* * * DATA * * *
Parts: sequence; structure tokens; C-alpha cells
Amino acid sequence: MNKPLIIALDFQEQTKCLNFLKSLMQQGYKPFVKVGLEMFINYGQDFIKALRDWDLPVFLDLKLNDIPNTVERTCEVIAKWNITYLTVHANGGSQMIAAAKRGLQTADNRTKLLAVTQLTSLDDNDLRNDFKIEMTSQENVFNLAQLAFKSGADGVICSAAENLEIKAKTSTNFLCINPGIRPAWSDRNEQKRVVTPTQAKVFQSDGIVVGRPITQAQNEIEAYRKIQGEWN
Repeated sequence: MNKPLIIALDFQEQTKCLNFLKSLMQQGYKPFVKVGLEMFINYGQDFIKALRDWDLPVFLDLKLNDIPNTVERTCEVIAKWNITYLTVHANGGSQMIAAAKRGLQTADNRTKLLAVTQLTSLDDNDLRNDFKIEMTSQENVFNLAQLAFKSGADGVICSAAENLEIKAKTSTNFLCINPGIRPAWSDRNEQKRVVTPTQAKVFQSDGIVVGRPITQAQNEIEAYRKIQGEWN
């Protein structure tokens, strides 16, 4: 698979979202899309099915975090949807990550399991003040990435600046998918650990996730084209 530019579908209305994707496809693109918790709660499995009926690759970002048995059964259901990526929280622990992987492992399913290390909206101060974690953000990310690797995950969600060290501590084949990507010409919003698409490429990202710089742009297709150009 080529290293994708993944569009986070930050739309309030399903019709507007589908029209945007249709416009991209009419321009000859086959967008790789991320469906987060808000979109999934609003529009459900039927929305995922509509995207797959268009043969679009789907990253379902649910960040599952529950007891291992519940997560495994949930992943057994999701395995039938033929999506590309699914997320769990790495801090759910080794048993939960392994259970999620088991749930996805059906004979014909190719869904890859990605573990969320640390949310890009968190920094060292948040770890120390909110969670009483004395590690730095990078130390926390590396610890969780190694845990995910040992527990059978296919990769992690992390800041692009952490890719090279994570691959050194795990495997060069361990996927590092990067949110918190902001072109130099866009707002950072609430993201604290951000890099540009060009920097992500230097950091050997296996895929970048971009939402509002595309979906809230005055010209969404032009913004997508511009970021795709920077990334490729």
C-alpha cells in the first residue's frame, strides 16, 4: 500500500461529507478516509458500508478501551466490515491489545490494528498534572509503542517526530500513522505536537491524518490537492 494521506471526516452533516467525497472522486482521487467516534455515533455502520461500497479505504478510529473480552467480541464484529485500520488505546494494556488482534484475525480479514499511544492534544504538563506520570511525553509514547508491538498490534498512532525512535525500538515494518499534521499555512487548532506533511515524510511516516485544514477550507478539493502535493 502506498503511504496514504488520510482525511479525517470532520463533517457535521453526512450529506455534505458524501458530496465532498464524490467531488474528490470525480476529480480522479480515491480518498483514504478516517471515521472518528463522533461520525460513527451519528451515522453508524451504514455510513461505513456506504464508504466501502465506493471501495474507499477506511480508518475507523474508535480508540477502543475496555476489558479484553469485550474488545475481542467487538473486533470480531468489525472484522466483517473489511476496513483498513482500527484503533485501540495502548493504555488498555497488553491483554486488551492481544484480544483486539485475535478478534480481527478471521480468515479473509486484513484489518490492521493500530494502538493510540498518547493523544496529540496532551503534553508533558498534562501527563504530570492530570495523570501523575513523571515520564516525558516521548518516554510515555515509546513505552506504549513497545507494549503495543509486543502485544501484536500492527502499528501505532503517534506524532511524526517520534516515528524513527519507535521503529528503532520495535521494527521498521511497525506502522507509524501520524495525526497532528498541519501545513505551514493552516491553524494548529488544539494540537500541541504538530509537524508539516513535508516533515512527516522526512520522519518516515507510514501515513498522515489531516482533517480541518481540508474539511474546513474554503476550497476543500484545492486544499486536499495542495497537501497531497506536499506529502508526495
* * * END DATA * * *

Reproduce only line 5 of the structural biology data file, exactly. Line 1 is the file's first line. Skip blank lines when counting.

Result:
C-alpha cells in the first residue's frame, strides 16, 4: 500500500461529507478516509458500508478501551466490515491489545490494528498534572509503542517526530500513522505536537491524518490537492 494521506471526516452533516467525497472522486482521487467516534455515533455502520461500497479505504478510529473480552467480541464484529485500520488505546494494556488482534484475525480479514499511544492534544504538563506520570511525553509514547508491538498490534498512532525512535525500538515494518499534521499555512487548532506533511515524510511516516485544514477550507478539493502535493 502506498503511504496514504488520510482525511479525517470532520463533517457535521453526512450529506455534505458524501458530496465532498464524490467531488474528490470525480476529480480522479480515491480518498483514504478516517471515521472518528463522533461520525460513527451519528451515522453508524451504514455510513461505513456506504464508504466501502465506493471501495474507499477506511480508518475507523474508535480508540477502543475496555476489558479484553469485550474488545475481542467487538473486533470480531468489525472484522466483517473489511476496513483498513482500527484503533485501540495502548493504555488498555497488553491483554486488551492481544484480544483486539485475535478478534480481527478471521480468515479473509486484513484489518490492521493500530494502538493510540498518547493523544496529540496532551503534553508533558498534562501527563504530570492530570495523570501523575513523571515520564516525558516521548518516554510515555515509546513505552506504549513497545507494549503495543509486543502485544501484536500492527502499528501505532503517534506524532511524526517520534516515528524513527519507535521503529528503532520495535521494527521498521511497525506502522507509524501520524495525526497532528498541519501545513505551514493552516491553524494548529488544539494540537500541541504538530509537524508539516513535508516533515512527516522526512520522519518516515507510514501515513498522515489531516482533517480541518481540508474539511474546513474554503476550497476543500484545492486544499486536499495542495497537501497531497506536499506529502508526495